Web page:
A good way to make a rough estimate of the amount of water needed per day, is my own formula based upon my garden’s consumption during long hot and dry summer days. There are many variables, and no constants, such as wind, soil type, plant type and stage of growth, so this is only an estimate. Take the garden’s square feet, and multiply by 0.15. That would be the minimum capacity I would want. If I had a garden that was 50 x 50 (almost 1/4 acre), there would be 2,500 square feet x 0.15 = 375 gallons per day, or 1 gpm for 6 hours. The 1303 can potentially do twice that, or more. More is always better. And I would have as much water storage to cover several days if I could, especially if it was operated without a LCB, as the pump will not produce as well during overcast days. Have the ability to store excess production that occurs on cloudless sunny days, if at all possible. Of course a garden would not need as much water during cloudy days, but it may need extra during a heat wave.

    There is more I could say about it, or ram pumps, yet if there is no interest….? Please feel free to ask any question. If you can afford an expert, contact Engineer775 though his website, PracticalPreppers.com. His name is Scott. If there is a next time, I might do something that is of more interest, yet practical. I could talk all day and night about radio, or ballistics stuff, but that is well covered already. Learning how to manage resources, and the logistics side of the house, is actually more important than the bang- bang side. No, MRE’s will not fall magically from the sky, and there will be no food-fairy that magically appears, and kicks it off the truck. Besides, I need to learn more about water and gardens, and by writing, I learn. Thanks for listening.

  2. Your article is excellent. You made one conclusion regarding the size of a garden measuring 50 feet by 50 feet, that it would comprise one fourth of an acre.

    A square acre measures 208.7 feet by 208.7, or 43,560 square feet. As you correctly stated, a 50 by 50 foot garden is 2,500 square feet. Comparing your 50 by 50 garden to an acre would require dividing 2,500 by 43,560. The result is .057, or 6% of an acre. Math can be confusing.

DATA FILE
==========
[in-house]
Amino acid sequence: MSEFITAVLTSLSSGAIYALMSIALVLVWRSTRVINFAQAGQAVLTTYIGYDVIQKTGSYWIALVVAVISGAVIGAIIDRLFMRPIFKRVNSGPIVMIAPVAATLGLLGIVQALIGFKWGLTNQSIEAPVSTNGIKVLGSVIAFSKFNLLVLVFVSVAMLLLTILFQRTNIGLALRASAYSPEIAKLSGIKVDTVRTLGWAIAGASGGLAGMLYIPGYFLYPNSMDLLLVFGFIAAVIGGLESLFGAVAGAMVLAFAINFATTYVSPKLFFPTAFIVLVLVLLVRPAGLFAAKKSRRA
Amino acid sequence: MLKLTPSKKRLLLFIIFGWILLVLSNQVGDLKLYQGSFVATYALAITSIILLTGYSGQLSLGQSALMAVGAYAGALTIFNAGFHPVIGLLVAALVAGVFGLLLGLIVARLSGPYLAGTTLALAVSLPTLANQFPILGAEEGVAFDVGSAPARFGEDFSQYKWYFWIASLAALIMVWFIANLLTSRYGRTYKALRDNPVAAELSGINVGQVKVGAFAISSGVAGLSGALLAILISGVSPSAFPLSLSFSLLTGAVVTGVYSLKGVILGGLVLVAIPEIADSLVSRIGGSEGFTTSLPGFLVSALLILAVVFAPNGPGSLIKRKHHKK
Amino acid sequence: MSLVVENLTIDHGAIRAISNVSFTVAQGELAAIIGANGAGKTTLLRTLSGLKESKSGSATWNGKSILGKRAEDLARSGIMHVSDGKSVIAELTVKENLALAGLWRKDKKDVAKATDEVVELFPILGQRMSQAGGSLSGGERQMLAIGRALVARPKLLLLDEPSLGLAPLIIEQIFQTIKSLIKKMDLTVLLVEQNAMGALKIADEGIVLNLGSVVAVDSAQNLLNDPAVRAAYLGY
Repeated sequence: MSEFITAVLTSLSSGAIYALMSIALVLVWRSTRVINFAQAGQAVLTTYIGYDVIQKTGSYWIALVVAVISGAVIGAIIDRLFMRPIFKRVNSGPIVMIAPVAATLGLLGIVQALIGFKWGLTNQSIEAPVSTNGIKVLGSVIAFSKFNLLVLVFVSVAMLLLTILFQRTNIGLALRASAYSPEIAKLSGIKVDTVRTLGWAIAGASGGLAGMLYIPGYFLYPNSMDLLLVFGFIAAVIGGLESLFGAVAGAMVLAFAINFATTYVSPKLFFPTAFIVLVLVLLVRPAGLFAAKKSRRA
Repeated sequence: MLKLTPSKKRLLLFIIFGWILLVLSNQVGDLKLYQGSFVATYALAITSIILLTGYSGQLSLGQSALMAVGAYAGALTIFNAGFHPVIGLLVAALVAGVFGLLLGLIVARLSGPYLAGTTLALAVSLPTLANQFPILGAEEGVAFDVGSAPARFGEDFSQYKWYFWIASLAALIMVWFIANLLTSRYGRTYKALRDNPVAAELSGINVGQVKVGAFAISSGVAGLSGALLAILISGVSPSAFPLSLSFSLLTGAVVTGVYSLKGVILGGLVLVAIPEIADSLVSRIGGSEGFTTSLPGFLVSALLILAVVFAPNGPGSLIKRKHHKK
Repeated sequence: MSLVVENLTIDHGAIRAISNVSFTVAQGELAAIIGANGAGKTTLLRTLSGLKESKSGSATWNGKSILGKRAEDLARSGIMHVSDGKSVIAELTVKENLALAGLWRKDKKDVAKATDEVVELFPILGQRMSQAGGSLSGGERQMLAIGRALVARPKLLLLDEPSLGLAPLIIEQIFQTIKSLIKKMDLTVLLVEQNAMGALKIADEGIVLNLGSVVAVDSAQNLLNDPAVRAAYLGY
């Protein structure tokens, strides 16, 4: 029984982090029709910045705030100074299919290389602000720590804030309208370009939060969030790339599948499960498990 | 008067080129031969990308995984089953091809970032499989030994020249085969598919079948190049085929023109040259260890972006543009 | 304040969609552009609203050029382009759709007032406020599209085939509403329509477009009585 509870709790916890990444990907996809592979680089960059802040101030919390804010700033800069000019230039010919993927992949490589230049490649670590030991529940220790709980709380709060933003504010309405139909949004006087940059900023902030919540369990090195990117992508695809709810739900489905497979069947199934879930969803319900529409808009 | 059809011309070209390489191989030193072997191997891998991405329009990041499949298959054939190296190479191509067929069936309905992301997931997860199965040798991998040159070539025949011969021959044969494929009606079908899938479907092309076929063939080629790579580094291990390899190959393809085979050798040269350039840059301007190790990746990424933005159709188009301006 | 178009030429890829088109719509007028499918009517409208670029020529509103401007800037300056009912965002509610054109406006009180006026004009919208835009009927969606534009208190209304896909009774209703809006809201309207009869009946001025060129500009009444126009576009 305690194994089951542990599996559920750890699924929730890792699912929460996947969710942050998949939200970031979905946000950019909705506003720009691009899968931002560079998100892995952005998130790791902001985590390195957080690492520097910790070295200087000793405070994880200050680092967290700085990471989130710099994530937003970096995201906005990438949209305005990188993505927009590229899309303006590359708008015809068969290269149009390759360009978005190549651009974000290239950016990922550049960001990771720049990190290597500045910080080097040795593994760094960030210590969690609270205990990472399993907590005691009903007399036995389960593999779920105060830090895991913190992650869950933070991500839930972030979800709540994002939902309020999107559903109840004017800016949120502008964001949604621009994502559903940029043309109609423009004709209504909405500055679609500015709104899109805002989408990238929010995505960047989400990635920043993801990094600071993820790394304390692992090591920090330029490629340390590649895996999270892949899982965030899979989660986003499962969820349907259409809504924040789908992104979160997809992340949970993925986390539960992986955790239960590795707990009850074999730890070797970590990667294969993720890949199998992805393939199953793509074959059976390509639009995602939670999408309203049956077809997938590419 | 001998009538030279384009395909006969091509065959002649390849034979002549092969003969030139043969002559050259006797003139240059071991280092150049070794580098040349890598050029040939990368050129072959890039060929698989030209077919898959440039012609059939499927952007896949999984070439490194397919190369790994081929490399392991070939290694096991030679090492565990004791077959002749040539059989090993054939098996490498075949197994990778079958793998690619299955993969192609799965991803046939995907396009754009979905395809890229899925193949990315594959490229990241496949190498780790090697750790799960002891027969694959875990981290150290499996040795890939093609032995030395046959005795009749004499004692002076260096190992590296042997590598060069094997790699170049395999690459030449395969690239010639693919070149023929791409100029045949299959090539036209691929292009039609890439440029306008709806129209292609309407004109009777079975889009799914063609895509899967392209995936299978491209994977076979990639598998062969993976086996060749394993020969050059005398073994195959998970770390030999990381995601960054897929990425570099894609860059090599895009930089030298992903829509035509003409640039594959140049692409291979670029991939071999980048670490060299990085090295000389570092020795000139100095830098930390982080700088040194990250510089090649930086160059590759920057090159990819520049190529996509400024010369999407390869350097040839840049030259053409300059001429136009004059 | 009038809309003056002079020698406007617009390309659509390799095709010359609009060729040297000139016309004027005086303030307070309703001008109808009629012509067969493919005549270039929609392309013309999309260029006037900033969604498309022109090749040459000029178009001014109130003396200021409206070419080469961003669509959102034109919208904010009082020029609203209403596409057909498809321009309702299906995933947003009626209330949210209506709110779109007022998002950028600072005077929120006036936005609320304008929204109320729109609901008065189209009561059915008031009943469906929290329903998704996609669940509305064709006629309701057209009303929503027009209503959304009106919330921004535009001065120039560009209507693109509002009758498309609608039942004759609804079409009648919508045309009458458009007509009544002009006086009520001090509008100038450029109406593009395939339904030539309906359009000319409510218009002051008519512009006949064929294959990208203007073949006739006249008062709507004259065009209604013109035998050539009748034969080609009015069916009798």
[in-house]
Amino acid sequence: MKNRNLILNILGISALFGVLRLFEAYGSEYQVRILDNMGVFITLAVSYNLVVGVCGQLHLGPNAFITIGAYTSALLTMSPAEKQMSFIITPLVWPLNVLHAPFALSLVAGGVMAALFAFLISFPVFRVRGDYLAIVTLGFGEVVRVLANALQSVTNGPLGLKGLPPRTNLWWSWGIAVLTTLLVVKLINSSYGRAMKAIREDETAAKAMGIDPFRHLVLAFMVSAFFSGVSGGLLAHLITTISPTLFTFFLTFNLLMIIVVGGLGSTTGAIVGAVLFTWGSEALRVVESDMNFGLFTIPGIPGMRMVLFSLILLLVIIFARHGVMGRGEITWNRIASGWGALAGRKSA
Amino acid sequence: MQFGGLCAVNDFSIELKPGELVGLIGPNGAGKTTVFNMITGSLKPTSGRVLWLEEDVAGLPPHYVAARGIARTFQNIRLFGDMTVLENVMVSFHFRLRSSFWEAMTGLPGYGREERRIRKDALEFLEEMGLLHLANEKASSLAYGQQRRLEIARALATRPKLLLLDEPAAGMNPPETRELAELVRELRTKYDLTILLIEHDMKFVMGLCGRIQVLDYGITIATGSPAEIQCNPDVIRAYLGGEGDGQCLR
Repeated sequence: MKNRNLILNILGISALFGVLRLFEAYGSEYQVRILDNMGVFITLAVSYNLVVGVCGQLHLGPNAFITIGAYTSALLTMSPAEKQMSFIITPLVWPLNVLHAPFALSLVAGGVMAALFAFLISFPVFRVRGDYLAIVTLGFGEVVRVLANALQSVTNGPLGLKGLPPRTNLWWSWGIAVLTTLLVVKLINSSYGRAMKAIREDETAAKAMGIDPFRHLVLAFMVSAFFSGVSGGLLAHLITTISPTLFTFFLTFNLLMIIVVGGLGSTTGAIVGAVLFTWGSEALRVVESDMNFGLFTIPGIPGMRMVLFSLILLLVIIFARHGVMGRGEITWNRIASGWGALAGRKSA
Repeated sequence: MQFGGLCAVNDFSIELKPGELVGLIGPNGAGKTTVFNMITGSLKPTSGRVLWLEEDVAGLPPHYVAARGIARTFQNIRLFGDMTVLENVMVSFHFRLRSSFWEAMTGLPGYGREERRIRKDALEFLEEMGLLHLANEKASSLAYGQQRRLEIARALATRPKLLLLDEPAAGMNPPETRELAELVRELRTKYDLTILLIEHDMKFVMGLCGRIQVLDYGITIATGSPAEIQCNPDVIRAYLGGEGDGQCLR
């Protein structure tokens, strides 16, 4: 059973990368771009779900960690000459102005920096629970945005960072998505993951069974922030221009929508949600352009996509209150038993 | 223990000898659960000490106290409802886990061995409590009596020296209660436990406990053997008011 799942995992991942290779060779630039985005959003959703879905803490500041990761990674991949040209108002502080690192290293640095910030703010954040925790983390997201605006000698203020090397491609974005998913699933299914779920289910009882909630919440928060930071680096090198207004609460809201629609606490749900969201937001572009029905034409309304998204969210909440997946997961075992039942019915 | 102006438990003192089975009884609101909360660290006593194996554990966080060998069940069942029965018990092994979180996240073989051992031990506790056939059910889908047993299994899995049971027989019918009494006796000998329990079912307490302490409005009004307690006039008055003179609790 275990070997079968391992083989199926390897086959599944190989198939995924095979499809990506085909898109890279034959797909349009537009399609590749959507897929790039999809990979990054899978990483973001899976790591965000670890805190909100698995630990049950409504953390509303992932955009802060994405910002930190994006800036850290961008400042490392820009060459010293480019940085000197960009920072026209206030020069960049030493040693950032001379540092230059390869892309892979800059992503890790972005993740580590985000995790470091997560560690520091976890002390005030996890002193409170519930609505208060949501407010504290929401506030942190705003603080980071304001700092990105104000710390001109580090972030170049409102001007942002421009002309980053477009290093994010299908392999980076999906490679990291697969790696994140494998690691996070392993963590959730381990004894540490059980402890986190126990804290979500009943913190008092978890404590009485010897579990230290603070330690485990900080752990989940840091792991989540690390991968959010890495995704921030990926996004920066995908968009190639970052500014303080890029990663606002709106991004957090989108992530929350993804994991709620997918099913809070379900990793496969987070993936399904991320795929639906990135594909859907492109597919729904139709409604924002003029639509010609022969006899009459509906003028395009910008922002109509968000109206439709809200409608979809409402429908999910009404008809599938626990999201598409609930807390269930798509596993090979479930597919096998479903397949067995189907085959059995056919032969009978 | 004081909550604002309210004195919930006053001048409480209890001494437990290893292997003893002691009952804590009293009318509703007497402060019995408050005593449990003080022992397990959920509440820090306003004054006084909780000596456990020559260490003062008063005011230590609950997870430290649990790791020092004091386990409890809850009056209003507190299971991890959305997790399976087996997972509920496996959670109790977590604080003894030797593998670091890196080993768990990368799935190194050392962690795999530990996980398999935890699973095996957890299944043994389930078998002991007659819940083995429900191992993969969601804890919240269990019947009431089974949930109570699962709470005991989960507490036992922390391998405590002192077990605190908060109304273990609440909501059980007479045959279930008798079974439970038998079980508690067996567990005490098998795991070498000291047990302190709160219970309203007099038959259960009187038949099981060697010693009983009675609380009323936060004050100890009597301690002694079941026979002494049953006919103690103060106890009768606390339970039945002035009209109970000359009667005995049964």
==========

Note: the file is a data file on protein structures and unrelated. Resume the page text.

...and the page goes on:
1. Thanks for catching that. Unfortunately my email has not been sending a notice when there is a reply, and I missed your post, and continued the error of comparing my example garden sizes (50′ x 50′) to 1/4 acre.

      Fortunately the analysis was only flawed in that regard, as the basic math accompanies the argument for clarity. Yet the error is important in as it is used in an old ‘rule of thumb’ that a “1/4 of an acre can feed a family of 4”. Fortunately I found, and used a real world example as a benchmark in the last installment that calibrates, providing a comparison that compensates for abstractions, and error. Stated that my estimates are, “unsubstantiated”, and “rough”, and based upon my crude experiment, and indeed they are, yet I found it helpful as another measure provided by the University of Montana (450 gallons per acre), is lower than my home derived estimate. It is an attempt at verification. I am a student of the Scientific Method, and welcome peer review.

      Any farmer or gardener knows well that there are too many variables to be precise, that we may strive only to be accurate. Who knows what the weather will be! I suspect, but do not know what it will be in the near future, perhaps wetter and colder? Thankfully the math preserves the analysis. This is why figures should always be included, ad nausem. It is confusing, but fortunately the error was not at the heart of the analysis.

    1. A drip system can be used to good effect, especially when water storage is limited, the ground can be deeply soaked, and water stored in the soil at where is will be used by the plant. The poly pipe in the parts list is the kind that can be punctured, and used with a drip irrigation system. This pipe I believe was made by Rain Bird to use their accessories.

      I am not receiving email notices for this article, so I may not see your reply.